What are the symbolic meanings of Linda's washing and cars in Death of a Salesman?
In Death of a Salesman, there are a number of symbols. Two of these are Linda washing and the car.
Linda washing is representative of the everyday work that a housewife must perform. She stays at home and keeps house, while her husband Willy goes on the road as a salesman.
Willy's life has not turned out as he would have wished, and his son's are a disappointment as well, though he never gives up hope for their eventual success. However, Willy has had a least one adulterous affair while on the road--in Boston. For this woman, Willy buys expensive silk stockings. For his wife, however, he becomes angry and guilty when she is mending her own stockings; he does not buy new stockings for Linda.
I believe that Linda's washing also represents that part of Willie that is so conflicted. Linda keeps "the home fires burning" while he is away, and she loves and takes care of him even when he treats her badly. He is not good to her: he talks over her when she speaks, yells at her and pushes her away emotionally. In his heart, somewhere, I believe he does love her in a way, but her commitment to him, as well as his inability to provide for her in the way he should and his betrayal of her with at least one woman, make him feel lousy about himself, and he takes it out on her. Her washing reminds him of the drudgery she happily carries out for his sake, and also reminds him of the poor husband he is in a variety of ways. Regardless of all this, she never stops supporting or defending him.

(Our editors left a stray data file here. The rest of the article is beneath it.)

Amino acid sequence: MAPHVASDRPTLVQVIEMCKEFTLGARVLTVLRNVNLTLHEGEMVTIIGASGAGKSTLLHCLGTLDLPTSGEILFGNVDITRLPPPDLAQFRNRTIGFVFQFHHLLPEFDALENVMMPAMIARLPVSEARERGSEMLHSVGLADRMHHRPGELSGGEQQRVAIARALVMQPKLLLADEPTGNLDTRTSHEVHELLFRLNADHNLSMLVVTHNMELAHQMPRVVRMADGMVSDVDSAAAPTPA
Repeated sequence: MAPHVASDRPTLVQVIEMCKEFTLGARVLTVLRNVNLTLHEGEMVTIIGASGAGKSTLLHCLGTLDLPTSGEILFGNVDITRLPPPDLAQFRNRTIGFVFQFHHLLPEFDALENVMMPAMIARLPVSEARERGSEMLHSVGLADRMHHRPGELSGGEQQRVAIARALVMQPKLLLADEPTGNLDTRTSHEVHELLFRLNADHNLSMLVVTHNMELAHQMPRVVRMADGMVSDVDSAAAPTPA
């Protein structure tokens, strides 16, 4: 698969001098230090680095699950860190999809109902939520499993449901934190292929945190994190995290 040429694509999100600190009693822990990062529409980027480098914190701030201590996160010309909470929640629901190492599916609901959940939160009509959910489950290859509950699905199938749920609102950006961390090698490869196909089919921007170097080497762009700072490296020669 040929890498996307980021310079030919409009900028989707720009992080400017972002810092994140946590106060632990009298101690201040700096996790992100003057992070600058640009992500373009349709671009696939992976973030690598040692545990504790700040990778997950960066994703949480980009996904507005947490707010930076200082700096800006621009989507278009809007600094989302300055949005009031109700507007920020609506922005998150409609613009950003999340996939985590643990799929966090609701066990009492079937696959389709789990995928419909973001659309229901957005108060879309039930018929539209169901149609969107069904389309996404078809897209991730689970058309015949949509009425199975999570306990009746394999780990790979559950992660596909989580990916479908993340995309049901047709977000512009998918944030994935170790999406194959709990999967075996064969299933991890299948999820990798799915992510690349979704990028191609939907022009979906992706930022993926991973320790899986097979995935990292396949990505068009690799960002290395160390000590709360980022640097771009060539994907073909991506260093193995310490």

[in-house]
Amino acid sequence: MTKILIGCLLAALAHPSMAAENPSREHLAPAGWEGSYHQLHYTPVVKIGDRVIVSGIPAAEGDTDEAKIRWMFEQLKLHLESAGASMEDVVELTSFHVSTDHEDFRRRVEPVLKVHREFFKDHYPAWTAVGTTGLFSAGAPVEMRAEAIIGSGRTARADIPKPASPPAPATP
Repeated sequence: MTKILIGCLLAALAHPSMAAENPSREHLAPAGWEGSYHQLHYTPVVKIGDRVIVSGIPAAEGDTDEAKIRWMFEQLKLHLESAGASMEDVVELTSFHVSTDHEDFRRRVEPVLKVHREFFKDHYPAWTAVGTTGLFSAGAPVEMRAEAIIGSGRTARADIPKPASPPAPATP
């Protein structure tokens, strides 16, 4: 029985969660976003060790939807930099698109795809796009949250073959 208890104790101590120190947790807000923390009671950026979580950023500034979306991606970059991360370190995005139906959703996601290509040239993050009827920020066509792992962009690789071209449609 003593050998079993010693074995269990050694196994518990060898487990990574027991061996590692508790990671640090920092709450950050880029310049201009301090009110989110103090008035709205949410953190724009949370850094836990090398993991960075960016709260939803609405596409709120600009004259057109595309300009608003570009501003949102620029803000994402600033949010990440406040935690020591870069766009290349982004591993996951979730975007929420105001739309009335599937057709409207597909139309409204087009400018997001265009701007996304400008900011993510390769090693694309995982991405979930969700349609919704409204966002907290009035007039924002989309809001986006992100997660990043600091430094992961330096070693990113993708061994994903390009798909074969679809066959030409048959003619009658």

The car (like the refrigerator) represents obstacles in Willy's path that make him feel frustrated and angry. The car is always breaking down. While Willy feels cheated (believing the car and refrigerator belts are made to purposely last only so long), he also resents that to keep the car functional, he must continue to invest their much needed finances into things that regularly eat away at the little money they have. The car also represents a powerless Willy feels by what goes on in the world around him. (It is important to note that the car also endd up being the means by which Willy takes his own life.)
The multiple symbols in the story support the plot's development, while drawing attention to Willy's many internal and external conflicts.